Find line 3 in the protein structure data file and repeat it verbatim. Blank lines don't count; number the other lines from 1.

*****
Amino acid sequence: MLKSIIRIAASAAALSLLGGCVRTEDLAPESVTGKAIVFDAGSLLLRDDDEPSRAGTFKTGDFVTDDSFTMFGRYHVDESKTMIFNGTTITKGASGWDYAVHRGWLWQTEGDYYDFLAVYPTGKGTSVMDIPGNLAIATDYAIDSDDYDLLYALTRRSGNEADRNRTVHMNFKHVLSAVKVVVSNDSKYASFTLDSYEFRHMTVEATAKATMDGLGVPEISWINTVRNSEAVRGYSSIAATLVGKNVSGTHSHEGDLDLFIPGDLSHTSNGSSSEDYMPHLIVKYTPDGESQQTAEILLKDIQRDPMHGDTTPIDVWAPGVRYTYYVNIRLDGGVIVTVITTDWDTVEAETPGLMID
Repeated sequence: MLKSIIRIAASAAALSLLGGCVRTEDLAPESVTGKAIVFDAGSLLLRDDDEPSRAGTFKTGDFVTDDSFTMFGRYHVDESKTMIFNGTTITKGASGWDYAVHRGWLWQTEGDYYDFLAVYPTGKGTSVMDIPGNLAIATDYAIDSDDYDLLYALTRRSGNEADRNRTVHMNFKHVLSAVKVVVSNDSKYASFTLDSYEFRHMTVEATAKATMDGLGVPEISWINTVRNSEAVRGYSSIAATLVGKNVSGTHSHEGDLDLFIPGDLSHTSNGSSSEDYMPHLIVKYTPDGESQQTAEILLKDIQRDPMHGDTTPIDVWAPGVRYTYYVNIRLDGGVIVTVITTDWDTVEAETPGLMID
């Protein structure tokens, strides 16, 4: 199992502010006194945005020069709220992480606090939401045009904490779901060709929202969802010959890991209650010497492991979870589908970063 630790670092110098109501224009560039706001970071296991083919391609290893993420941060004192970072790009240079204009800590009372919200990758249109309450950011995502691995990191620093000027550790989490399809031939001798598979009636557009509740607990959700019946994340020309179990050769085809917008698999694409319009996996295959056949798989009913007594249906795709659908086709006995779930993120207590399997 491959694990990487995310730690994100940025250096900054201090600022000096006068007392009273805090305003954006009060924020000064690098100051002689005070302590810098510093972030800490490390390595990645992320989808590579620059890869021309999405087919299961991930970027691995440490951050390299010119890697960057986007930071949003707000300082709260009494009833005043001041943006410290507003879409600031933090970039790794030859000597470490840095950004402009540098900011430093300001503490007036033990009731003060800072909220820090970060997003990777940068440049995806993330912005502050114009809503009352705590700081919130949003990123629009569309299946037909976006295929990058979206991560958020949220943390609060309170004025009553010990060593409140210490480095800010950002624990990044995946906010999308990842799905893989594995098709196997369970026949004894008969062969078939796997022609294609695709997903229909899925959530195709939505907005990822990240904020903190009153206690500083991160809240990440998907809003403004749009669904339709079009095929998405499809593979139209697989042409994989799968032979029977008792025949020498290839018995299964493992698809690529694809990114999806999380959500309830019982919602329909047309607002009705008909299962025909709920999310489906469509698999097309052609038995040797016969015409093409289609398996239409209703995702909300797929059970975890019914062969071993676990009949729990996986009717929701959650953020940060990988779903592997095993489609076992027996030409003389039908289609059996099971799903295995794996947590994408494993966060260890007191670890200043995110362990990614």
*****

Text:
């Protein structure tokens, strides 16, 4: 199992502010006194945005020069709220992480606090939401045009904490779901060709929202969802010959890991209650010497492991979870589908970063 630790670092110098109501224009560039706001970071296991083919391609290893993420941060004192970072790009240079204009800590009372919200990758249109309450950011995502691995990191620093000027550790989490399809031939001798598979009636557009509740607990959700019946994340020309179990050769085809917008698999694409319009996996295959056949798989009913007594249906795709659908086709006995779930993120207590399997 491959694990990487995310730690994100940025250096900054201090600022000096006068007392009273805090305003954006009060924020000064690098100051002689005070302590810098510093972030800490490390390595990645992320989808590579620059890869021309999405087919299961991930970027691995440490951050390299010119890697960057986007930071949003707000300082709260009494009833005043001041943006410290507003879409600031933090970039790794030859000597470490840095950004402009540098900011430093300001503490007036033990009731003060800072909220820090970060997003990777940068440049995806993330912005502050114009809503009352705590700081919130949003990123629009569309299946037909976006295929990058979206991560958020949220943390609060309170004025009553010990060593409140210490480095800010950002624990990044995946906010999308990842799905893989594995098709196997369970026949004894008969062969078939796997022609294609695709997903229909899925959530195709939505907005990822990240904020903190009153206690500083991160809240990440998907809003403004749009669904339709079009095929998405499809593979139209697989042409994989799968032979029977008792025949020498290839018995299964493992698809690529694809990114999806999380959500309830019982919602329909047309607002009705008909299962025909709920999310489906469509698999097309052609038995040797016969015409093409289609398996239409209703995702909300797929059970975890019914062969071993676990009949729990996986009717929701959650953020940060990988779903592997095993489609076992027996030409003389039908289609059996099971799903295995794996947590994408494993966060260890007191670890200043995110362990990614």